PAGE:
Publication of new research marks significant advance in THR surgery

Research into a pioneering hip implant procedure which has been developed by Fitzpatrick Referrals has this month been published in Veterinary Surgery Journal, marking a significant advance in challenging hip cases.

The surgical technique for reinforced augmentation of the dorsal acetabular rim (RADAR) using a SOP™ locking plate and polymethylmethacrylate (PMMA) bone cement was developed by Noel Fitzpatrick and his team at the state-of-the-art practice in Surrey and offers new hope in cases where there is little or no bone coverage over the dorsal acetabular rim. Traditionally this has precluded dogs from having a hip replacement because a cup (acetabular component, either cemented or un-cemented) could not be seated without coming loose and falling out.

The paper reports on the clinical outcomes of seven cases over a two year period.  The eighth dog to undergo this procedure was Freddie Ball, entertainer and broadcaster Michael Ball’s eleven year old Tibetan Terrier.

Freddie was brought to Fitzpatrick Referrals in September 2010 following a road traffic accident.  His hip was already affected with arthritis and was not replaceable into the joint, therefore femoral head and neck excision (FHNE) was performed in order to try to have Freddie walking without pain. FHNE is the most common operation employed in the UK for salvage of hips damaged beyond repair either due to trauma or osteoarthritis.

Freddie responded well to the treatment initially; however a few months later, the signs of damage began to manifest and in April this year, Freddie returned to the practice to undergo this novel procedure. Basically, he had developed such severe fibrous adhesions that his sciatic nerve was adversely affected and he was in constant pain.

The Fitzpatrick Referrals team are committed to finding new solutions, particularly in cases where there are no alternative options which was certainly true in Freddy’s case as any alternative procedures had already been performed.

The procedure served Freddy particularly well and he was reunited with Michael in May and has been making regular trips to Fitzpatrick Referrals for physio- and hydrotherapy at the practice’s rehabilitation centre.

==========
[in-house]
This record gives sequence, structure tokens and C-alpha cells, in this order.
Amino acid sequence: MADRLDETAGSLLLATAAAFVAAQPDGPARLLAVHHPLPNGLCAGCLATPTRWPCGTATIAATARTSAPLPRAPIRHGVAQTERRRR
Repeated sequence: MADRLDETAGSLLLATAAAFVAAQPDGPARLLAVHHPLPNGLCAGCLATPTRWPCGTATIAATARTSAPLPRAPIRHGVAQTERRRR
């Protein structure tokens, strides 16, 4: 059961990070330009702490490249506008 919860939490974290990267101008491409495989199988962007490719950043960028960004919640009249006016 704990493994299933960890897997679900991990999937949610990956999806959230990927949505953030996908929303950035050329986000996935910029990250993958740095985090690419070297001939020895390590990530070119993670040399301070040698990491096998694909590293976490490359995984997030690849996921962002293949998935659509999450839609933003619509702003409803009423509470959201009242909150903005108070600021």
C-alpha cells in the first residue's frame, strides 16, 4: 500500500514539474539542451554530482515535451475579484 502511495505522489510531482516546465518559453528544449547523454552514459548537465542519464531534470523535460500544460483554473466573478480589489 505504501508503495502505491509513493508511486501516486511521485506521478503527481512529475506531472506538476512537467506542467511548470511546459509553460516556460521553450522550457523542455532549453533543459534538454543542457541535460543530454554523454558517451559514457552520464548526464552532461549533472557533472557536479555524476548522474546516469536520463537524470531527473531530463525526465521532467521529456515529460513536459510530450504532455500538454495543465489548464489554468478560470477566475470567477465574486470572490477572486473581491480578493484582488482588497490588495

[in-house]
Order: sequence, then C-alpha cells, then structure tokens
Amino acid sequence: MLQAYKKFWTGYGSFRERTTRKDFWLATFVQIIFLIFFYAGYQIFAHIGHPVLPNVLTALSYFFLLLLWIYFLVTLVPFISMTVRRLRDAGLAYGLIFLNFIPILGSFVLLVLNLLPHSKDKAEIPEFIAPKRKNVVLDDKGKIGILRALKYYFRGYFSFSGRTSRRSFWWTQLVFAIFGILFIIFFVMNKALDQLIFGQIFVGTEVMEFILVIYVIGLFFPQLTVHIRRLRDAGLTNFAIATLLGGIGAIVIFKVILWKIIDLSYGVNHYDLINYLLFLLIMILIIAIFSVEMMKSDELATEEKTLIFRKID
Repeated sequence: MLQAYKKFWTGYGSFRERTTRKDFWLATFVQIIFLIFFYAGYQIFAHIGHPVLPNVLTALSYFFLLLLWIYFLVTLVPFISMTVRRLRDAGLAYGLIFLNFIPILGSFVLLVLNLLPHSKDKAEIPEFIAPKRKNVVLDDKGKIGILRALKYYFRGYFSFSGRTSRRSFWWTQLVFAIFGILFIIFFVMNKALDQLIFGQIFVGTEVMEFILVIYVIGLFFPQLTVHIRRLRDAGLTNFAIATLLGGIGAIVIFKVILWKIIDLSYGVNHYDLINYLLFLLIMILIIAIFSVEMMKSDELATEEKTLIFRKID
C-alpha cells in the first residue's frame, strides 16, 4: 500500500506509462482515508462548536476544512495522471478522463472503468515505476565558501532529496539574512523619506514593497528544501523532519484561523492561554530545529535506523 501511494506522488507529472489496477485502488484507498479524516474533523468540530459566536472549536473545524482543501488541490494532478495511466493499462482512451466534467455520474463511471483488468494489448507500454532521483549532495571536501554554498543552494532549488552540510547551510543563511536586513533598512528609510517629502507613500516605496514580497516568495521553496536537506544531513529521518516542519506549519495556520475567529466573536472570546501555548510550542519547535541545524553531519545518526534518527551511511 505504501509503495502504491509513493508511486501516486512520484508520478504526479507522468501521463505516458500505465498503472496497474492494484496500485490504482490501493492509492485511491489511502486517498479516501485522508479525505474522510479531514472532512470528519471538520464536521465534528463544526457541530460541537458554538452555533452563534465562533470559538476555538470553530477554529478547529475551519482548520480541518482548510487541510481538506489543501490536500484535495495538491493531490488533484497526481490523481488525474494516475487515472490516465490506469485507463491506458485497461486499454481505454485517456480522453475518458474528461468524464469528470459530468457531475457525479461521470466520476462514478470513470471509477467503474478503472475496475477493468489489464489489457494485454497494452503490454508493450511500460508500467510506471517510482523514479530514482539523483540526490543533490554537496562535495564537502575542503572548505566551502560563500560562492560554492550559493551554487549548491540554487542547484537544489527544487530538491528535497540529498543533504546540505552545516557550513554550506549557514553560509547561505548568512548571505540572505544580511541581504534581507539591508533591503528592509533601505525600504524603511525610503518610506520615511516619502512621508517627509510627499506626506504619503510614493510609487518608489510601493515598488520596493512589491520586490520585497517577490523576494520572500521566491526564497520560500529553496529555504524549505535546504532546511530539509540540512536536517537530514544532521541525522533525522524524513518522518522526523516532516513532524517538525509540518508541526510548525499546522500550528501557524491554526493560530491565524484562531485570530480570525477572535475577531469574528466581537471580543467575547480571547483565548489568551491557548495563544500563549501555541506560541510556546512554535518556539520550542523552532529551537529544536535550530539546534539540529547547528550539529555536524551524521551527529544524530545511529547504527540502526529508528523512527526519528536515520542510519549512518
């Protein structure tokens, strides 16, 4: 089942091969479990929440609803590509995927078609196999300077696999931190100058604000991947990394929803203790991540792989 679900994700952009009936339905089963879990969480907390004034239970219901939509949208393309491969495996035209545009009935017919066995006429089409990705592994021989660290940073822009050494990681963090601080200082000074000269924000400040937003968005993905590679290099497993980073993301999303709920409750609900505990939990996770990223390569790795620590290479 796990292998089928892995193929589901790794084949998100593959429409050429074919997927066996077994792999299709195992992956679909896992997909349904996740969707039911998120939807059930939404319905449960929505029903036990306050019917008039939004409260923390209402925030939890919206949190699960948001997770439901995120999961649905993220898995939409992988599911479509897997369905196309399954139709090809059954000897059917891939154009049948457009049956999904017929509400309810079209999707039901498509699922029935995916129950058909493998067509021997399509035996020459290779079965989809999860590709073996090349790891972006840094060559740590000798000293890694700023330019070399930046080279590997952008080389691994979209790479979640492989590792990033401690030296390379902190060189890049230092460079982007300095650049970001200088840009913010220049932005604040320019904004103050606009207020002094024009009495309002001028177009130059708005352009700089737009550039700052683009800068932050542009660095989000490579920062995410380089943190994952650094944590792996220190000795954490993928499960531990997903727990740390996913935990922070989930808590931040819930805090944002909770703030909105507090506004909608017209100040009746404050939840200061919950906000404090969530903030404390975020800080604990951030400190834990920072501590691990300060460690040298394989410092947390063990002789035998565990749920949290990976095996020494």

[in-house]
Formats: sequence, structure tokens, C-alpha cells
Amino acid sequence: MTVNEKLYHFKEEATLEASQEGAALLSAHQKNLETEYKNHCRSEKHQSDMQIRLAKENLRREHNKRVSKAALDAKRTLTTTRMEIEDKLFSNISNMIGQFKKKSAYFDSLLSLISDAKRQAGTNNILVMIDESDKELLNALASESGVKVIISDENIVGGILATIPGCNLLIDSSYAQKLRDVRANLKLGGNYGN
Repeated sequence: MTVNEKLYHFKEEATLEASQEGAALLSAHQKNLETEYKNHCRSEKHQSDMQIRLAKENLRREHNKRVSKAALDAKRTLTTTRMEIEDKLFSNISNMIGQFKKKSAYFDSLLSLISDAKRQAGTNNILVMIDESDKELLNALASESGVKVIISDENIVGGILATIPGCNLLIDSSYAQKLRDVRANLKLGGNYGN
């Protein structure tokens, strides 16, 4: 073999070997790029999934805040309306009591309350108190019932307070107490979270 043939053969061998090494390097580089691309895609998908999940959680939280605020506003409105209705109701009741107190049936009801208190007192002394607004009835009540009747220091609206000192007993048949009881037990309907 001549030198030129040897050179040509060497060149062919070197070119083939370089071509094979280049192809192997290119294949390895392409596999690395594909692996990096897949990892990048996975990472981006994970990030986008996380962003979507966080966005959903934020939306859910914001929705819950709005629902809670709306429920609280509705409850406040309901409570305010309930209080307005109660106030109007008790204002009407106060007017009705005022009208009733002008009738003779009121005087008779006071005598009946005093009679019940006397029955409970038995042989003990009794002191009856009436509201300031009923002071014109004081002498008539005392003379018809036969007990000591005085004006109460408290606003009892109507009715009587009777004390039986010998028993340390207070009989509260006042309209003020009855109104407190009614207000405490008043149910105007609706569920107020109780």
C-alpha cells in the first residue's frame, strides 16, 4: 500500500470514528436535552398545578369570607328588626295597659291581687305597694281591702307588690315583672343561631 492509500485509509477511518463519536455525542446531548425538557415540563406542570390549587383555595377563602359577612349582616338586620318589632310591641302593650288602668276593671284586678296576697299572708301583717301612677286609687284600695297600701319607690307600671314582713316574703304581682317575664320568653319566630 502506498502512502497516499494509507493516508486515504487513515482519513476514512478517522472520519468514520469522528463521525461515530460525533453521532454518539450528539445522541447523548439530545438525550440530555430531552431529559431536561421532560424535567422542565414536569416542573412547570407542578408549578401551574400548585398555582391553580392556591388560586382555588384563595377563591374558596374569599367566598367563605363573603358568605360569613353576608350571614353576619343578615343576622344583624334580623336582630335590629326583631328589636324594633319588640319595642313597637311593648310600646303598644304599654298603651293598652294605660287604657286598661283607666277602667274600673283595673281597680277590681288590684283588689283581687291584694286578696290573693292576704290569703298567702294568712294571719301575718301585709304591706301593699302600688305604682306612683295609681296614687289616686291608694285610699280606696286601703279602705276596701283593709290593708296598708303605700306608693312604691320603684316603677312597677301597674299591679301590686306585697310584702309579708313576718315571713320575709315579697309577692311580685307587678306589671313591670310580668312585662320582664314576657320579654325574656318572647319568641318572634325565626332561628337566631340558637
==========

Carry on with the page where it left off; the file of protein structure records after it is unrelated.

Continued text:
Freddie recently completed his rehabilitation programme at Fitzpatrick Referrals and has over the past few months become a bit of a national hero, being the subject of the entertainer’s posts on Twitter and also receiving regular mentions on ‘Michael Ball’s Sunday Brunch’ show on Radio 2.  When introduced recently on ITV1’s ‘Paul O’ Grady Show’, the entertainer was asked ‘How’s Freddie?”.

The technique has been evolved by Dr Fitzpatrick for salvage of particularly badly damaged hip joints and equates to some of the most complex hip surgeries performed in humans today. Conventionally when FHNE has failed, particularly in the presence of a paucity of dorsal acetabular rim, revision to total hip replacement (THR) was sometimes impossible and these dogs either ended up on painkillers, or sometimes even needed full limb amputation.

The seven procedures hitherto performed by Dr Fitzpatrick have also been the subject of lectures at a number of scientific conferences this year, including the European College of Veterinary Surgeons meeting in Ghent Belgium in June.

Commenting on the publication of the new paper published by the Fitzpatrick Referrals team; Dr Fitzpatrick said “The research we produced is an evolution of current THR procedures. It was born of frustration at not being able to provide these dogs with satisfactory and optimal solutions to restore pain free functional quality of life. This therefore marks a significant advancement especially for these more challenging cases.  We follow up on every case we treat to ensure that the veterinary medicine we practice at Fitzpatrick Referrals is as good and as evidence based as it ever can be as part of our commitment to applying evidence-based medicine and in sharing that with the wider profession.  We passionately believe that both old and new techniques should have the evidence provided so that the profession can decide for themselves which techniques are best for individual conditions. We have been working on developing a new online research centre which will launch as part of our second generation website in November, offering the veterinary profession in the UK and globally the opportunity to access and contribute to research undertaken by Fitzpatrick Referrals.”

 He added; “This procedure worked particularly well for Freddy and the whole team here are absolutely delighted that we were able to give him that new lease and quality of life.”

The paper is in this month’s edition of Veterinary Surgery, the official journal of the American College of Veterinary Surgeons and the European College of Veterinary Surgeons.  To view it online please visit http://onlinelibrary.wiley.com/journal/10.1111/(ISSN)1532-950X/earlyview.

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